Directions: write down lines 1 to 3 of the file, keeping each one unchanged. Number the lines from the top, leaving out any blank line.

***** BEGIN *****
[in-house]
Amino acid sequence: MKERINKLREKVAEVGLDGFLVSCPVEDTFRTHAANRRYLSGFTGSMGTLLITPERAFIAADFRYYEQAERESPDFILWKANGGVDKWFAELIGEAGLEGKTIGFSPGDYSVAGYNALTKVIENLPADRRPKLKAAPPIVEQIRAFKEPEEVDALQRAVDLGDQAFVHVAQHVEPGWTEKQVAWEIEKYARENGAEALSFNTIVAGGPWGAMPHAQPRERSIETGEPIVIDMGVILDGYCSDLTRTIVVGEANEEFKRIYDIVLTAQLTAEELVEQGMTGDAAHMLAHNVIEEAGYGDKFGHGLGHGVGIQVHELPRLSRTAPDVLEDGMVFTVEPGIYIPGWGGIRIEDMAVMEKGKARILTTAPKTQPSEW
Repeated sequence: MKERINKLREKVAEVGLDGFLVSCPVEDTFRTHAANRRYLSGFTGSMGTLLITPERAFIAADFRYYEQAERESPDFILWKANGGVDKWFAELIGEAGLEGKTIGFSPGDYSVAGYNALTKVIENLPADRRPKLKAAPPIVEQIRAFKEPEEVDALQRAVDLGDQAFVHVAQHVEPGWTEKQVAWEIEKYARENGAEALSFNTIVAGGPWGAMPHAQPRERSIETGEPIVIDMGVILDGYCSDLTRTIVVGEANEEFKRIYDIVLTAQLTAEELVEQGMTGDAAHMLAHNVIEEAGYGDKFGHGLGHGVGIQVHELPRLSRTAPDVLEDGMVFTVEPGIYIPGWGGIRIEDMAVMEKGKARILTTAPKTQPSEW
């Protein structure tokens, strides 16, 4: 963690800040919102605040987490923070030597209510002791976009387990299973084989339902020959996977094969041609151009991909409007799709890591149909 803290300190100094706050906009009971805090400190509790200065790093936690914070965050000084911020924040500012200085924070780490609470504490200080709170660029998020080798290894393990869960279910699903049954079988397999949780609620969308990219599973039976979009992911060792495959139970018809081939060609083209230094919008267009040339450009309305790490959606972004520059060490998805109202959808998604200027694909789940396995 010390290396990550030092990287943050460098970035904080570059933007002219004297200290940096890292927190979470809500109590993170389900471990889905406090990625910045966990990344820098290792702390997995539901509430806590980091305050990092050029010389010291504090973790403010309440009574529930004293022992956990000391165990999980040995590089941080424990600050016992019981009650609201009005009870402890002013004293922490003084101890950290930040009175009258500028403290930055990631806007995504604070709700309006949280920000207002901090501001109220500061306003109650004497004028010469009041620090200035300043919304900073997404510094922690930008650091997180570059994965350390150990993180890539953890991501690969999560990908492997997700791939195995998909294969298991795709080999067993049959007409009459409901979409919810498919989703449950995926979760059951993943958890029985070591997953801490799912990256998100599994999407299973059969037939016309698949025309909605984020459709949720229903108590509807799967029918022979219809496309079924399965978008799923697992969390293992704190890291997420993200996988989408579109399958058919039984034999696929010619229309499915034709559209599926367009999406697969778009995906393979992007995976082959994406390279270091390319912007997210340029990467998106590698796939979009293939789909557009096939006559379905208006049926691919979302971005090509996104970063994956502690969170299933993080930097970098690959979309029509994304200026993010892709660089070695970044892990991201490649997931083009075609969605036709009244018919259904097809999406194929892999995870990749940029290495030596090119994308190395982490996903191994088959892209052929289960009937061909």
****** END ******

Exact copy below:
[in-house]
Amino acid sequence: MKERINKLREKVAEVGLDGFLVSCPVEDTFRTHAANRRYLSGFTGSMGTLLITPERAFIAADFRYYEQAERESPDFILWKANGGVDKWFAELIGEAGLEGKTIGFSPGDYSVAGYNALTKVIENLPADRRPKLKAAPPIVEQIRAFKEPEEVDALQRAVDLGDQAFVHVAQHVEPGWTEKQVAWEIEKYARENGAEALSFNTIVAGGPWGAMPHAQPRERSIETGEPIVIDMGVILDGYCSDLTRTIVVGEANEEFKRIYDIVLTAQLTAEELVEQGMTGDAAHMLAHNVIEEAGYGDKFGHGLGHGVGIQVHELPRLSRTAPDVLEDGMVFTVEPGIYIPGWGGIRIEDMAVMEKGKARILTTAPKTQPSEW
Repeated sequence: MKERINKLREKVAEVGLDGFLVSCPVEDTFRTHAANRRYLSGFTGSMGTLLITPERAFIAADFRYYEQAERESPDFILWKANGGVDKWFAELIGEAGLEGKTIGFSPGDYSVAGYNALTKVIENLPADRRPKLKAAPPIVEQIRAFKEPEEVDALQRAVDLGDQAFVHVAQHVEPGWTEKQVAWEIEKYARENGAEALSFNTIVAGGPWGAMPHAQPRERSIETGEPIVIDMGVILDGYCSDLTRTIVVGEANEEFKRIYDIVLTAQLTAEELVEQGMTGDAAHMLAHNVIEEAGYGDKFGHGLGHGVGIQVHELPRLSRTAPDVLEDGMVFTVEPGIYIPGWGGIRIEDMAVMEKGKARILTTAPKTQPSEW